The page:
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Growth pills ????

Fred Belknap

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I know a fellow who uses growth enhancing pill that are injected just under the skin on his cattle. I assume they are some kind of steroid. He says they work. I was wondering about the safety, ethical and legal questions they might cause. He said that some places won't sell them.
 

randiliana

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Fred Belknap":3m6n6mln said:
I know a fellow who uses growth enhancing pill that are injected just under the skin on his cattle. I assume they are some kind of steroid. He says they work. I was wondering about the safety, ethical and legal questions they might cause. He said that some places won't sell them.

Pretty common practice in the cattle business. They are called implants, and you won't find too many big feedlots that don't use them. They increase the feed efficiency of the cattle. They are tested to be safe, there really are no ethical or legal reasons not to use them.
 

dun

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Google Ralgro implant and you'll get tons of information. There are others that use a different hormone/chemical but they all do the same thing. The EU won;t import US beef because of implants.
 

Bez+

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Fred Belknap":1ulrqteo said:
I know a fellow who uses growth enhancing pill that are injected just under the skin on his cattle. I assume they are some kind of steroid. He says they work. I was wondering about the safety, ethical and legal questions they might cause. He said that some places won't sell them.

A legal product

We used Ralgo and injected the implant into the cartilage in the ear - it was a timed relaease product.

We used to get about aq 50 pound increase if memory serves - we no longer use them.

Some folks used to use them on their grassers as well

Other than organic operations, they are very widely used and I would suggest the vast majority of feed lots use them - so it is very probable that you have eaten some of the final product.

Never heard of a place refusing to sell them

Cheers

Bez+
 

grannysoo

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Feedlots use them, they do give you added growth. We do not and are not going to use them. To each their own.
 

msscamp

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Fred Belknap":3o1lhd05 said:
I know a fellow who uses growth enhancing pill that are injected just under the skin on his cattle. I assume they are some kind of steroid. He says they work. I was wondering about the safety, ethical and legal questions they might cause. He said that some places won't sell them.

They are called growth implants - Ralgrow is the only one I can think of right off the top of my head, but I'm sure there are others. We never used them. My way of thinking is this - if you have to use implants to obtain the selling weight you're looking for, you're either raising the wrong cattle, you're cutting corners on feed, or you're looking to make a cheap buck - that is probably just me, though.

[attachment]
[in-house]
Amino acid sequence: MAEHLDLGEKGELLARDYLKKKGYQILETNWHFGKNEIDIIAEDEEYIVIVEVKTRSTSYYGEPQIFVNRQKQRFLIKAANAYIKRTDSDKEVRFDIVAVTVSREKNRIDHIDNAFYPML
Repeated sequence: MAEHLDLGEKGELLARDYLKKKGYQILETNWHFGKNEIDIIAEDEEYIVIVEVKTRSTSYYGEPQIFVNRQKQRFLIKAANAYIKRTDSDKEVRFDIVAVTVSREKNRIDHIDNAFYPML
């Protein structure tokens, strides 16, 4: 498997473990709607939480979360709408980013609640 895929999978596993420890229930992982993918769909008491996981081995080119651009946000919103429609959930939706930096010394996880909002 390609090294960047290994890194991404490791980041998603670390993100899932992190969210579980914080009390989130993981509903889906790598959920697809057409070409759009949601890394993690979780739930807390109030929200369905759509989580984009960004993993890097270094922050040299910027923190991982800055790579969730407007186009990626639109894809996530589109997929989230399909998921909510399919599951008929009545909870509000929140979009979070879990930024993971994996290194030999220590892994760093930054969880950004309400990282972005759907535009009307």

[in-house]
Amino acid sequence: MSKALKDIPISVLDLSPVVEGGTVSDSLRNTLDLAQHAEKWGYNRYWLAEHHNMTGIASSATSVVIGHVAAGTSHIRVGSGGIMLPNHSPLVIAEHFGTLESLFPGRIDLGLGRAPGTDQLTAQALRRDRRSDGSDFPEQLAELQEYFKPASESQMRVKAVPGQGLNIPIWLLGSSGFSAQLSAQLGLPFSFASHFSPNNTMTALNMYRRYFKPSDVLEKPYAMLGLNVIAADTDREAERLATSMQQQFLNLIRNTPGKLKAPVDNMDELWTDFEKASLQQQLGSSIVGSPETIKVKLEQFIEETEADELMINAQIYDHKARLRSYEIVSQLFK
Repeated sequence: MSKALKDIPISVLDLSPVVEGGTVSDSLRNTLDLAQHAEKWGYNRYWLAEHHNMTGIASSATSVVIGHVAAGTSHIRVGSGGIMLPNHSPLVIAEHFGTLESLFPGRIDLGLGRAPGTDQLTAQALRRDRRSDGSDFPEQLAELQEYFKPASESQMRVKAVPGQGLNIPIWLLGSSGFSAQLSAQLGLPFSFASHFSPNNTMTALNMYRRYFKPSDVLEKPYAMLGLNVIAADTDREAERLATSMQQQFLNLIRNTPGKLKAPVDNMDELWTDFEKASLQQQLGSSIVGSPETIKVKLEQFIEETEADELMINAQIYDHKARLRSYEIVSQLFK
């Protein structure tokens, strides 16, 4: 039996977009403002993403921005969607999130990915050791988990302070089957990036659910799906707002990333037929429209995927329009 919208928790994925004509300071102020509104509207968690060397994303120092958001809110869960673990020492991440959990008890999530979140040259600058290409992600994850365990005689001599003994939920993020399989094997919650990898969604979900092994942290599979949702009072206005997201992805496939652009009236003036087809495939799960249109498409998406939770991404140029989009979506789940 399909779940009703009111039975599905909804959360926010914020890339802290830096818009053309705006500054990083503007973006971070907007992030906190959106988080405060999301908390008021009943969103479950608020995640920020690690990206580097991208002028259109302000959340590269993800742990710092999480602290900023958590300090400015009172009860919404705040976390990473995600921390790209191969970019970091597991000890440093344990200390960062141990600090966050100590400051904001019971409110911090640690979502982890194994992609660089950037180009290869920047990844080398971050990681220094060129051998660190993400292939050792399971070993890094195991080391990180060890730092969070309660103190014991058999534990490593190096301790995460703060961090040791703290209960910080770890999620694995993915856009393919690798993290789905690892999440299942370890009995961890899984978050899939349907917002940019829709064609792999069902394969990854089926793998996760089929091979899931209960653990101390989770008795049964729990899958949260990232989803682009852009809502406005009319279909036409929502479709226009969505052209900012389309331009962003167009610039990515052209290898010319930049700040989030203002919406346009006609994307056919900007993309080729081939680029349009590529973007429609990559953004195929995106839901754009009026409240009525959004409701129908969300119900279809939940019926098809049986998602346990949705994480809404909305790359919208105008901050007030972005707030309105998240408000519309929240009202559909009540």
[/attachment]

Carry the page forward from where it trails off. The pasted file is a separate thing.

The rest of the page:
FarmGirl10

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msscamp":3296xbh5 said:
Fred Belknap":3296xbh5 said:
I know a fellow who uses growth enhancing pill that are injected just under the skin on his cattle. I assume they are some kind of steroid. He says they work. I was wondering about the safety, ethical and legal questions they might cause. He said that some places won't sell them.

They are called growth implants - Ralgrow is the only one I can think of right off the top of my head, but I'm sure there are others. We never used them. My way of thinking is this - if you have to use implants to obtain the selling weight you're looking for, you're either raising the wrong cattle, you're cutting corners on feed, or you're looking to make a cheap buck - that is probably just me, though.
Nope, that is my thought too.
 

larryshoat

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Bez+":1x9w0w2v said:
Fred Belknap":1x9w0w2v said:
I know a fellow who uses growth enhancing pill that are injected just under the skin on his cattle. I assume they are some kind of steroid. He says they work. I was wondering about the safety, ethical and legal questions they might cause. He said that some places won't sell them.

A legal product

We used Ralgo and injected the implant into the cartilage in the ear - it was a timed relaease product.

We used to get about aq 50 pound increase if memory serves - we no longer use them.

Some folks used to use them on their grassers as well

Other than organic operations, they are very widely used and I would suggest the vast majority of feed lots use them - so it is very probable that you have eaten some of the final product.

Never heard of a place refusing to sell them

Cheers

Bez+

In other words for the $1 spent on the implant you ended up with $50 more beef. In terms of management of rescources, an economic return like that can't be ignored. As long as implants are legal and believed to be safe I will implant cattle according to the label.

Larry
 

ga. prime

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Not to answer Fred's question (which would be an excercise in futility because he never revisits his questions) I use implants for the same reason Larry Shoat said.
 

Fred Belknap

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ga. prime":gfki7z5y said: